Mysteries of cognition

<p>Brain Section Multitasks, Handling Phonetics and Decision-Making</p>

<p>Scientists from Brown University and the University of Cincinnati found that a portion of the brain that handles decision-making also helps decipher different sounds. Details are in the July issue of the journal <em>Psychological Science.</em></p>

<p>Fact Sheet on the Brown-Draper Partnership</p>

<p>Brown University and Draper Laboratory have signed a memorandum of understanding to create a center for research and development of energy-related technologies. (<a href="/pressreleases/2009/06/draper">Return to news release</a>)</p>
News Advisory

<p>Brown University Professor Helps Rank Top 100 Health Priorities</p>

<p>A new report from the Institute of Medicine recommends 100 health topics that need priority attention as the nation sets out to reform and improve the health care system. Constantine Gatsonis of Brown University served on the IOM’s national committee of experts that compiled the June 30 report, <em>Priorities For Comparative Effectiveness Research.</em></p>
The Economic Crisis: June 29, 2009

<p>E&amp;G Budget Must Be Reduced by $30 Million for Fiscal 2011</p>

<p>In an update sent June 29, 2009, to the University community, Provost David Kertzer and Executive Vice President Elizabeth Huidekoper discussed further budget reductions of $30 million that the University must make for fiscal year 2011. Payout from the endowment is expected to decline for the next several years. The text of the update follows here.</p>

<p>Implant Bacteria, Beware: Researchers Create Nano-sized Assassins</p>

<p>Infected implants now have a foe. Brown University researchers have created a nanoparticle that can penetrate a bacterial-produced film on prosthetics and kill the bacteria. The finding, published in the <em>International Journal of Nanomedicine</em>, is the first time that iron-oxide nanoparticles have been shown to eliminate a bacterial infection on an implanted prosthetic device.</p>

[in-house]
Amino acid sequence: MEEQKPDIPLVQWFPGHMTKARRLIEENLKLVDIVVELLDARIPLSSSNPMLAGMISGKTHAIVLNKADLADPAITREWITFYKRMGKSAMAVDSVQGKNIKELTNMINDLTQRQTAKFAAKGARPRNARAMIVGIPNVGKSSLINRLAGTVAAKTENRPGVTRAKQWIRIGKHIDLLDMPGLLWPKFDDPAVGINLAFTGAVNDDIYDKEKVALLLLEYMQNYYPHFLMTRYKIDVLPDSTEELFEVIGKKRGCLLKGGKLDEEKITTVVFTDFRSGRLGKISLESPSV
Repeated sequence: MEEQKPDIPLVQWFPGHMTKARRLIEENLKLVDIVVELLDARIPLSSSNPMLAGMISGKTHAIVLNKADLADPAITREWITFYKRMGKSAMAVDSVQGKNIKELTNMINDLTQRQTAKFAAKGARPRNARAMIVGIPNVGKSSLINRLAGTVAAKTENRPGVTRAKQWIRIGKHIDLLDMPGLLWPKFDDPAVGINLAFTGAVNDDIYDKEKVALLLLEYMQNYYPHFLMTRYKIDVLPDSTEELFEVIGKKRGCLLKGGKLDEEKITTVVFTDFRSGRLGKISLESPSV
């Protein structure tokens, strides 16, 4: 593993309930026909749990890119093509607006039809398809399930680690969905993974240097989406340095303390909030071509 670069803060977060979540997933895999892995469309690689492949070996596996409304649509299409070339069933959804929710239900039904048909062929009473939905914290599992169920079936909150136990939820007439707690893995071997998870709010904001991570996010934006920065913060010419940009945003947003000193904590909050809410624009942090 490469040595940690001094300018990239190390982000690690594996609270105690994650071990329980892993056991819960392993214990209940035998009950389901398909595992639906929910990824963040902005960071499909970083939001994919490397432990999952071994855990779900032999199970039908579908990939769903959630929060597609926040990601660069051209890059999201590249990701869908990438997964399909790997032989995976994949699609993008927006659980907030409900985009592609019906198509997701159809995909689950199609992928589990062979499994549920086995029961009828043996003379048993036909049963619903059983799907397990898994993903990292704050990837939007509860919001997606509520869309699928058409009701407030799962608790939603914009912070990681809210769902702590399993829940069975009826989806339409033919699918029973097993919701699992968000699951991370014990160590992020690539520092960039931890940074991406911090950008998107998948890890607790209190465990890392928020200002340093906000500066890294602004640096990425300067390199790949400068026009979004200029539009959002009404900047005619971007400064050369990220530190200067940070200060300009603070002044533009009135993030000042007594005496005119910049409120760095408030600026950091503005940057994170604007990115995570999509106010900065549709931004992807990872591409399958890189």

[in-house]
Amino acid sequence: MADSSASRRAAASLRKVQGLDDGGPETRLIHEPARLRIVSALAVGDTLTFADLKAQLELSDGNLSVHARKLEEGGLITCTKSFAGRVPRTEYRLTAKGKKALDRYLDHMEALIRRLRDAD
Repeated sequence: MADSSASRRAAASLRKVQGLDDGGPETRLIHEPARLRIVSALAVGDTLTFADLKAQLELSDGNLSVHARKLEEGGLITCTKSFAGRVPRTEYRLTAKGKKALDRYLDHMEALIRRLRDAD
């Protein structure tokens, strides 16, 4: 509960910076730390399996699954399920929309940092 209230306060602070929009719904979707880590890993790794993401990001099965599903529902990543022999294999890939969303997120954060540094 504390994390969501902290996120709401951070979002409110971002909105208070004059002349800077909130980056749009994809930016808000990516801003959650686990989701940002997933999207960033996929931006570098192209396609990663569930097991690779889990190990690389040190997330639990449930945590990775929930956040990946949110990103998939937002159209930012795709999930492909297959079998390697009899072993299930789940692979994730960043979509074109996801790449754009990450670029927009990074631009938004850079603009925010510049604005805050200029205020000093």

Rodriguez-Farrar Named Assistant to the President

Hannelore Rodriguez-Farrar, a 1987 Brown graduate and former University trustee, has been named assistant to the president at Brown University. She begins her new duties July 1, 2009.

<p>A BrainGate Timeline</p>

<p>BrainGate has reached many milestones over the last nine years. Below, some highlights. (<a href="/pressreleases/2009/05/braingate2">Return to news release.</a>)</p>
Hope for people with paralysis

<p>Brain-Computer Interface, Developed at Brown, Begins New Clinical Trial</p>

<p>The BrainGate2 pilot clinical trial has begun at Massachusetts General Hospital in Boston. BrainGate is based on research from the lab of John Donoghue, director of the Brown Institute for Brain Science. Donoghue and Dr. Leigh Hochberg, associate professor of engineering at Brown and a vascular and critical care neurologist at Massachusetts General, are leading the research.</p>

<p>Early Stimulus Funding Supports Research in Adolescent Addiction</p>

<p>Robert Miranda Jr., assistant professor (research) with the Brown University Center for Alcohol and Addiction Studies, will examine whether the drug topiramate can help reduce marijuana addiction among teens. The National Institutes of Health and the American Recovery and Reinvestment Act of 2009 awarded him more than $560,000 for the first year of what will be a two-year study. Miranda’s research grant is one of the first in the country to use stimulus funding.</p>

<p>New Proxy Reveals How Humans Have Disrupted the Nitrogen Cycle</p>

<p>Researchers from Brown University and the University of Washington have found a new proxy to measure the impact of fossil fuel emissions on the global nitrogen cycle. The scientists use nitrogen isotopes found in a Greenland ice core to link nitrates to the rise in nitric oxides since the industrial period. The research also shows the greatest change in the isotope ratios occurred between 1950 and 1980, following a rapid increase in fossil fuel burning. Results are published in <em>Science</em>.</p>

<p>Skin Lesion Leads To More Cancer Types Than Once Believed</p>

<p>Dermatologist Martin Weinstock has found that sun-damaged rough patches on the skin known as actinic keratoses lead to more forms of skin cancer than previously thought. Weinstock and colleagues also determined that lesions can become invisible and resurface over time. Details are in the current issue of the journal <em>Cancer.</em></p>